The purpose of this blog is to generate world-wide scholarly discussion among faculty in higher education who wish to learn from each other’s experience in applying Lean principles and practices to the courses that they teach (but not to teaching Lean itself).
It achieves this through scholarly critiques of contemporary events in higher education through comparison and contrast to Lean thinking, non-Lean thinking, and in relation to the history of higher education. Critiques span all corners of higher education, from higher education leadership to pedagogy to the cost and value of higher education.
The objective is to challenge the status quo and loosen rigid thinking and traditional practices that no longer serve actual needs. The hope is to advance the innovative Lean teaching pedagogy in higher education for the benefit of students, payers, employers, and other stakeholders. This is achieved through critical comparative analysis of Lean thinking and conventional thinking in teaching and related academic and administrative processes, as well as institutional, labor, state, and national leadership.
The focus of this blog is principally improving teaching and academic processes. The application of Lean management to administrative processes in higher education is also critically examined.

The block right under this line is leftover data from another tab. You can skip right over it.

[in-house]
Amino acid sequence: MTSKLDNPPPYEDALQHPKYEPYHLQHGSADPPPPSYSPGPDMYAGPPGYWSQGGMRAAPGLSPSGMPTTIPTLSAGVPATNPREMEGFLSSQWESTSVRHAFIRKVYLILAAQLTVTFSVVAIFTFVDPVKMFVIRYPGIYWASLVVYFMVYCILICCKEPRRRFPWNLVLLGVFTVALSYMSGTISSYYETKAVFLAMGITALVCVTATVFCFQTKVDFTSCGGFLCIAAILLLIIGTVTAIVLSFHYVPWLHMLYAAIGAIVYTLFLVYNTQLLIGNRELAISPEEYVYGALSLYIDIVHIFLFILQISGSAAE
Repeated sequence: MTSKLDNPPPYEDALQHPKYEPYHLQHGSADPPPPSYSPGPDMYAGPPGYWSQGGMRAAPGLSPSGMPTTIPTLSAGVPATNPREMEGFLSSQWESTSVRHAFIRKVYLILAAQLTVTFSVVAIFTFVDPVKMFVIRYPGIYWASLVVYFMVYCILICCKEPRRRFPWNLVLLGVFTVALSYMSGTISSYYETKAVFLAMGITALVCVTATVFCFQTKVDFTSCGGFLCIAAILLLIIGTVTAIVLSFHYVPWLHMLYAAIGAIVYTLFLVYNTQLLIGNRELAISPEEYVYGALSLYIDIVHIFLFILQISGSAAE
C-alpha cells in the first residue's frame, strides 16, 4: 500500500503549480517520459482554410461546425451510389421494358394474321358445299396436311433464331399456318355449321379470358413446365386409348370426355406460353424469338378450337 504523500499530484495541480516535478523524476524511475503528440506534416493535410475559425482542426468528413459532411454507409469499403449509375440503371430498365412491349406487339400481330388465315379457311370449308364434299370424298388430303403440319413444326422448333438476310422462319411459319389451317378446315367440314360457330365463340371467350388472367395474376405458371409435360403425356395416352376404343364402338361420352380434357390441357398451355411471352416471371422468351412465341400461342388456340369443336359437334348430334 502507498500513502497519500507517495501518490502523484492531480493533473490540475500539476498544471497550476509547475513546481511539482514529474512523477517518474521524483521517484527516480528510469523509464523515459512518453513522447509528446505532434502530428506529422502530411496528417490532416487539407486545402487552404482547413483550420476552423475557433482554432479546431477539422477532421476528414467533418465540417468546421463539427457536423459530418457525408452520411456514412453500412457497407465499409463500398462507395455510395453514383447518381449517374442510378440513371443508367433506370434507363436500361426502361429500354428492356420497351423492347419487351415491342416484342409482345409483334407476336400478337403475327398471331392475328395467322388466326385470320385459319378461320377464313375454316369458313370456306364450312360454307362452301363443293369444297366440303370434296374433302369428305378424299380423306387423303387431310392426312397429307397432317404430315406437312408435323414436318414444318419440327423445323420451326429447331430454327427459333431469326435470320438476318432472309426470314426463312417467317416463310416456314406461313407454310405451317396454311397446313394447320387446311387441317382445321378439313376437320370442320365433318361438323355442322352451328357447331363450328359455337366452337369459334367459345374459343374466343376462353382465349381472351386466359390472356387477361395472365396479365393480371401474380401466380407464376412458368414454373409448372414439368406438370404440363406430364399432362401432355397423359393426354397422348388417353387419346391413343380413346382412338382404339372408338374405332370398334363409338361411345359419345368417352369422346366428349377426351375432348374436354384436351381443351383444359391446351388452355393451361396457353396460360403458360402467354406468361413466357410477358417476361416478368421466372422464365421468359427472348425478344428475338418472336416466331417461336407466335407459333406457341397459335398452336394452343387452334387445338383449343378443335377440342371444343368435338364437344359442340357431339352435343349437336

I invite you to contribute an idea, an experience, a success, a failure, reactions that students or others have had to your teaching improvements, etc. And I welcome the participation of current students and graduates of higher education, payers, and employers, to provide the voice of the customer and other perspectives. Short and to-the-point replies are most appreciated.
Together we learn and improve!
The views and opinions expressed in The Lean Professor blog are those of the author and do not reflect the views or opinions of any employer, other party, or entity. I reserve the right to edit responses to blog posts for brevity and/or clarity.